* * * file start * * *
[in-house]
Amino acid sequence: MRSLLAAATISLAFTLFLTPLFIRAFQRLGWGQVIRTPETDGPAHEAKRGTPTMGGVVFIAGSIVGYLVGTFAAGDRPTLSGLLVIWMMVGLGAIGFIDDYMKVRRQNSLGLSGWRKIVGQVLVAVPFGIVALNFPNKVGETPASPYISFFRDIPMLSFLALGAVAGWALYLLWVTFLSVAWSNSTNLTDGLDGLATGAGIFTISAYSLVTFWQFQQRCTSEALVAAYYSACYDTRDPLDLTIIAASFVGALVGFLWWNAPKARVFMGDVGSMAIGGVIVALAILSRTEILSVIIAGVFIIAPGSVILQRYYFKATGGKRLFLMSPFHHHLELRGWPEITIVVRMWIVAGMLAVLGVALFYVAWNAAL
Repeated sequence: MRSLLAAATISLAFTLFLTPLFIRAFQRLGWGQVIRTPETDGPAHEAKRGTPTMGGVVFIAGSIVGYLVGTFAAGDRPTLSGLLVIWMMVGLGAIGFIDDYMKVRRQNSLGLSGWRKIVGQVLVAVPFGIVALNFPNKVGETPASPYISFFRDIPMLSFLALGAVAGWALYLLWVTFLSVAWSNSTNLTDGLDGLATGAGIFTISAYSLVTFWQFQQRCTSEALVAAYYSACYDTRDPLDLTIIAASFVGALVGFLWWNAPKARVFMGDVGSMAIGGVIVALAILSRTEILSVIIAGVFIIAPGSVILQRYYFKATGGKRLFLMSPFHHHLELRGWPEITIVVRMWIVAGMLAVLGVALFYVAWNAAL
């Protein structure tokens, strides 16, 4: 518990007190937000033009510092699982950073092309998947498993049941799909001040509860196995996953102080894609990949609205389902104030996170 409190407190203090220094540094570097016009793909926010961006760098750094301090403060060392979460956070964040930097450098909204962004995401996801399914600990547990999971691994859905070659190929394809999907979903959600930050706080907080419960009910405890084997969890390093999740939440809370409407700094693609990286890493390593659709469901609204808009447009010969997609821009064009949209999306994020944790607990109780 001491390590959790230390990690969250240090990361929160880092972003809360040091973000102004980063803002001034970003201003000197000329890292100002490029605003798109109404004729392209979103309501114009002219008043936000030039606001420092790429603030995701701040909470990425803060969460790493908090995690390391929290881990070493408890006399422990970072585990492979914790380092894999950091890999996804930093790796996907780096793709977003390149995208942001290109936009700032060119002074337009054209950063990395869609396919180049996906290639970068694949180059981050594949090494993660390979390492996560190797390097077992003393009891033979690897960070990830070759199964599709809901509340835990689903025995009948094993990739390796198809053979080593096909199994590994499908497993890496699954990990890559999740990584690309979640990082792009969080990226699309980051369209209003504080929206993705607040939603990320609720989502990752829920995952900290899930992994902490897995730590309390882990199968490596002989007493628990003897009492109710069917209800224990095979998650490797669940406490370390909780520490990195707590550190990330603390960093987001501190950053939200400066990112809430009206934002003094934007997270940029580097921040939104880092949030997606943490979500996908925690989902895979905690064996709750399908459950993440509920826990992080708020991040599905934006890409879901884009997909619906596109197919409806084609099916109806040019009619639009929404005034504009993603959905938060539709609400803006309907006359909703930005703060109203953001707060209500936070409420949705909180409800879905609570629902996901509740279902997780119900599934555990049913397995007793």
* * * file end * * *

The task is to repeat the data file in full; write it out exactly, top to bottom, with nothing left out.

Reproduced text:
[in-house]
Amino acid sequence: MRSLLAAATISLAFTLFLTPLFIRAFQRLGWGQVIRTPETDGPAHEAKRGTPTMGGVVFIAGSIVGYLVGTFAAGDRPTLSGLLVIWMMVGLGAIGFIDDYMKVRRQNSLGLSGWRKIVGQVLVAVPFGIVALNFPNKVGETPASPYISFFRDIPMLSFLALGAVAGWALYLLWVTFLSVAWSNSTNLTDGLDGLATGAGIFTISAYSLVTFWQFQQRCTSEALVAAYYSACYDTRDPLDLTIIAASFVGALVGFLWWNAPKARVFMGDVGSMAIGGVIVALAILSRTEILSVIIAGVFIIAPGSVILQRYYFKATGGKRLFLMSPFHHHLELRGWPEITIVVRMWIVAGMLAVLGVALFYVAWNAAL
Repeated sequence: MRSLLAAATISLAFTLFLTPLFIRAFQRLGWGQVIRTPETDGPAHEAKRGTPTMGGVVFIAGSIVGYLVGTFAAGDRPTLSGLLVIWMMVGLGAIGFIDDYMKVRRQNSLGLSGWRKIVGQVLVAVPFGIVALNFPNKVGETPASPYISFFRDIPMLSFLALGAVAGWALYLLWVTFLSVAWSNSTNLTDGLDGLATGAGIFTISAYSLVTFWQFQQRCTSEALVAAYYSACYDTRDPLDLTIIAASFVGALVGFLWWNAPKARVFMGDVGSMAIGGVIVALAILSRTEILSVIIAGVFIIAPGSVILQRYYFKATGGKRLFLMSPFHHHLELRGWPEITIVVRMWIVAGMLAVLGVALFYVAWNAAL
């Protein structure tokens, strides 16, 4: 518990007190937000033009510092699982950073092309998947498993049941799909001040509860196995996953102080894609990949609205389902104030996170 409190407190203090220094540094570097016009793909926010961006760098750094301090403060060392979460956070964040930097450098909204962004995401996801399914600990547990999971691994859905070659190929394809999907979903959600930050706080907080419960009910405890084997969890390093999740939440809370409407700094693609990286890493390593659709469901609204808009447009010969997609821009064009949209999306994020944790607990109780 001491390590959790230390990690969250240090990361929160880092972003809360040091973000102004980063803002001034970003201003000197000329890292100002490029605003798109109404004729392209979103309501114009002219008043936000030039606001420092790429603030995701701040909470990425803060969460790493908090995690390391929290881990070493408890006399422990970072585990492979914790380092894999950091890999996804930093790796996907780096793709977003390149995208942001290109936009700032060119002074337009054209950063990395869609396919180049996906290639970068694949180059981050594949090494993660390979390492996560190797390097077992003393009891033979690897960070990830070759199964599709809901509340835990689903025995009948094993990739390796198809053979080593096909199994590994499908497993890496699954990990890559999740990584690309979640990082792009969080990226699309980051369209209003504080929206993705607040939603990320609720989502990752829920995952900290899930992994902490897995730590309390882990199968490596002989007493628990003897009492109710069917209800224990095979998650490797669940406490370390909780520490990195707590550190990330603390960093987001501190950053939200400066990112809430009206934002003094934007997270940029580097921040939104880092949030997606943490979500996908925690989902895979905690064996709750399908459950993440509920826990992080708020991040599905934006890409879901884009997909619906596109197919409806084609099916109806040019009619639009929404005034504009993603959905938060539709609400803006309907006359909703930005703060109203953001707060209500936070409420949705909180409800879905609570629902996901509740279902997780119900599934555990049913397995007793």